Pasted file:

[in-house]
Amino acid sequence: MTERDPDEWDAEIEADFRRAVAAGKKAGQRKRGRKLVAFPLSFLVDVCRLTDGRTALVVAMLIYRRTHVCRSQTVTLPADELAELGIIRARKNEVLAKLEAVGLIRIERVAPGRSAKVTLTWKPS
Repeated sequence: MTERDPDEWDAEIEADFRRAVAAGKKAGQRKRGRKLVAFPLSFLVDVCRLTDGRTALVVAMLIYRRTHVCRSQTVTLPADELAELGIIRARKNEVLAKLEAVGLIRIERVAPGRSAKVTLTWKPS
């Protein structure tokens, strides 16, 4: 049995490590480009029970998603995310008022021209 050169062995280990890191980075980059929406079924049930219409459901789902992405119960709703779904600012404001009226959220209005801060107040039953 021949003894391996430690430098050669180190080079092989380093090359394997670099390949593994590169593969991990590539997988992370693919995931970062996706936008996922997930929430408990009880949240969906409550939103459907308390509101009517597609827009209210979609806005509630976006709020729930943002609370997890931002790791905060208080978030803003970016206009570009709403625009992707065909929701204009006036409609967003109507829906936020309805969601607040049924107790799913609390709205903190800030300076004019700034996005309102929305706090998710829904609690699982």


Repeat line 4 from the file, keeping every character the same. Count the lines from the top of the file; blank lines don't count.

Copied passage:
């Protein structure tokens, strides 16, 4: 049995490590480009029970998603995310008022021209 050169062995280990890191980075980059929406079924049930219409459901789902992405119960709703779904600012404001009226959220209005801060107040039953 021949003894391996430690430098050669180190080079092989380093090359394997670099390949593994590169593969991990590539997988992370693919995931970062996706936008996922997930929430408990009880949240969906409550939103459907308390509101009517597609827009209210979609806005509630976006709020729930943002609370997890931002790791905060208080978030803003970016206009570009709403625009992707065909929701204009006036409609967003109507829906936020309805969601607040049924107790799913609390709205903190800030300076004019700034996005309102929305706090998710829904609690699982």